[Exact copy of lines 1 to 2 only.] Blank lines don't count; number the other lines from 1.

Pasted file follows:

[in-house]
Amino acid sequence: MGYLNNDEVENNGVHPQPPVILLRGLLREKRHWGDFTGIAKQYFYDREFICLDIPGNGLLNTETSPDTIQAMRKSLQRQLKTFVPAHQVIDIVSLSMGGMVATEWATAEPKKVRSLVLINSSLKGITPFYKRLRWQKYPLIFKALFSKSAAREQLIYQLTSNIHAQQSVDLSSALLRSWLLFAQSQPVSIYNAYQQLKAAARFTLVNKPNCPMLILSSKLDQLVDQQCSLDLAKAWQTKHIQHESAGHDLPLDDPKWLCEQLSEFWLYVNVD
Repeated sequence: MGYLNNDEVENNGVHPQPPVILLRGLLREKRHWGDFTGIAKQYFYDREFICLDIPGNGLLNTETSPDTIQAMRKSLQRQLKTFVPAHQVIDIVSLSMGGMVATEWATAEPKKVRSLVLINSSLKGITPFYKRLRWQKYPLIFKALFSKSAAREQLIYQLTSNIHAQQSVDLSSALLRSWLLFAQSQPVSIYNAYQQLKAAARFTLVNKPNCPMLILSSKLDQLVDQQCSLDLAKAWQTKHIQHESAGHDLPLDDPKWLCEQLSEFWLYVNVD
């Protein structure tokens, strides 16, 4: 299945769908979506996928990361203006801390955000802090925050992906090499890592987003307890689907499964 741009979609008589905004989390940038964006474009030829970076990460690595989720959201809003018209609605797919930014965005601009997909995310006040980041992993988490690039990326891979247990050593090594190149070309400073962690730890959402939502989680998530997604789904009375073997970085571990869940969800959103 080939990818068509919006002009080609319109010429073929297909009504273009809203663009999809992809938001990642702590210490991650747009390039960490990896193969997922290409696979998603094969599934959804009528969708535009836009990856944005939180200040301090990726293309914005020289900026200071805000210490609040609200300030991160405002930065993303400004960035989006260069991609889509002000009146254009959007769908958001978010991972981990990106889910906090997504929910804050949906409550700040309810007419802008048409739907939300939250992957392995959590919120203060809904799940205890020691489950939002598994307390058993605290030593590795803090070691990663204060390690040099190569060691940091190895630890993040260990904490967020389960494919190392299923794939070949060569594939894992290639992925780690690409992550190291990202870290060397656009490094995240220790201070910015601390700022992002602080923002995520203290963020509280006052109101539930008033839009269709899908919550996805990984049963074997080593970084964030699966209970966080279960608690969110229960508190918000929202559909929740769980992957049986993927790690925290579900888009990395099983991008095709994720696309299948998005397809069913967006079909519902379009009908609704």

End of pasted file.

[in-house]
Amino acid sequence: MGYLNNDEVENNGVHPQPPVILLRGLLREKRHWGDFTGIAKQYFYDREFICLDIPGNGLLNTETSPDTIQAMRKSLQRQLKTFVPAHQVIDIVSLSMGGMVATEWATAEPKKVRSLVLINSSLKGITPFYKRLRWQKYPLIFKALFSKSAAREQLIYQLTSNIHAQQSVDLSSALLRSWLLFAQSQPVSIYNAYQQLKAAARFTLVNKPNCPMLILSSKLDQLVDQQCSLDLAKAWQTKHIQHESAGHDLPLDDPKWLCEQLSEFWLYVNVD